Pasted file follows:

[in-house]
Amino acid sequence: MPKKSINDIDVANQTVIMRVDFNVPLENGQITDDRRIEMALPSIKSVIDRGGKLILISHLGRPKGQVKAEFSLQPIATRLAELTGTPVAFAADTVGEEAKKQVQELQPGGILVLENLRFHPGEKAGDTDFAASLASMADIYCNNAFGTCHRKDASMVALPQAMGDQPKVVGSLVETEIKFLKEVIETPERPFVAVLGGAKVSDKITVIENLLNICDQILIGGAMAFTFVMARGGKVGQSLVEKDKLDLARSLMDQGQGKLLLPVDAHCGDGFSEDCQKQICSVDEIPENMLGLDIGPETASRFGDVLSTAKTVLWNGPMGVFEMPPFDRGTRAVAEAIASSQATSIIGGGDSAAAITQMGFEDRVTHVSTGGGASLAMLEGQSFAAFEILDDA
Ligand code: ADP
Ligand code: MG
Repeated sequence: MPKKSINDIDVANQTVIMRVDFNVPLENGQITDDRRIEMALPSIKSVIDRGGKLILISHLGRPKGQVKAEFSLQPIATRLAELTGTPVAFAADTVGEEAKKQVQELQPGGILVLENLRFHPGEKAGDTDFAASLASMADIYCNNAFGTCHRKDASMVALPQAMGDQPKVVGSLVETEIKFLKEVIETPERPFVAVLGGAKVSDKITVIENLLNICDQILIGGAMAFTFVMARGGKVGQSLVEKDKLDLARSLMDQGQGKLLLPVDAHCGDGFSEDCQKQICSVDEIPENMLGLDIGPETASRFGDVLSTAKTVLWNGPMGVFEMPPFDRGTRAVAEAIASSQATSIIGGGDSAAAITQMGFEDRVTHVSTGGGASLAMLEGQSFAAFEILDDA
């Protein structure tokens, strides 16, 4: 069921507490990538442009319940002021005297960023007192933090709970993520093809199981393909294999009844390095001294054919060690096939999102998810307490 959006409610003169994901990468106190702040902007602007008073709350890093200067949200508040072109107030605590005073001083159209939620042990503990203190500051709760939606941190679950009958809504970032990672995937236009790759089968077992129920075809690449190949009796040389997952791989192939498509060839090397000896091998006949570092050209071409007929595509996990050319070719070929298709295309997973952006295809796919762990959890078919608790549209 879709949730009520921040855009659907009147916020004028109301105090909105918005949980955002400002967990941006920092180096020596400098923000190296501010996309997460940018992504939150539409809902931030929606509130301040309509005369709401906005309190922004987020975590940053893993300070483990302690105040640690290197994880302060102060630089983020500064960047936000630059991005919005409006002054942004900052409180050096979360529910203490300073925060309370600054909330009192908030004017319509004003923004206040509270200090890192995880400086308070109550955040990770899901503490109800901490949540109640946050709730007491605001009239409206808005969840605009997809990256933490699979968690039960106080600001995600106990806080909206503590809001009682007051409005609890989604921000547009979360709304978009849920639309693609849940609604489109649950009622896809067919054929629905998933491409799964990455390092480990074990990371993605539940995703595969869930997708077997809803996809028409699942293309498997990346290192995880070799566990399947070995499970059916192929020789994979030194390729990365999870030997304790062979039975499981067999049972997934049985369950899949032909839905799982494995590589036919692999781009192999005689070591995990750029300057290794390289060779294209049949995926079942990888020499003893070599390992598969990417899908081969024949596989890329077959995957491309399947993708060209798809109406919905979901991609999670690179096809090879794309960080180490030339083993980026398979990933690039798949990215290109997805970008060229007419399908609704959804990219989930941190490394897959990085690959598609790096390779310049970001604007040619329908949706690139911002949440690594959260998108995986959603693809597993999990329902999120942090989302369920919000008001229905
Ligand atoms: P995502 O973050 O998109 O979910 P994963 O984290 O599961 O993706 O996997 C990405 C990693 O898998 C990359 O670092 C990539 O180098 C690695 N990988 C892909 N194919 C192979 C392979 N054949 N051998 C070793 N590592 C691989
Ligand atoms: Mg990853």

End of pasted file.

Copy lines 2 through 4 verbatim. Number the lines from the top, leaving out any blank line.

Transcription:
Amino acid sequence: MPKKSINDIDVANQTVIMRVDFNVPLENGQITDDRRIEMALPSIKSVIDRGGKLILISHLGRPKGQVKAEFSLQPIATRLAELTGTPVAFAADTVGEEAKKQVQELQPGGILVLENLRFHPGEKAGDTDFAASLASMADIYCNNAFGTCHRKDASMVALPQAMGDQPKVVGSLVETEIKFLKEVIETPERPFVAVLGGAKVSDKITVIENLLNICDQILIGGAMAFTFVMARGGKVGQSLVEKDKLDLARSLMDQGQGKLLLPVDAHCGDGFSEDCQKQICSVDEIPENMLGLDIGPETASRFGDVLSTAKTVLWNGPMGVFEMPPFDRGTRAVAEAIASSQATSIIGGGDSAAAITQMGFEDRVTHVSTGGGASLAMLEGQSFAAFEILDDA
Ligand code: ADP
Ligand code: MG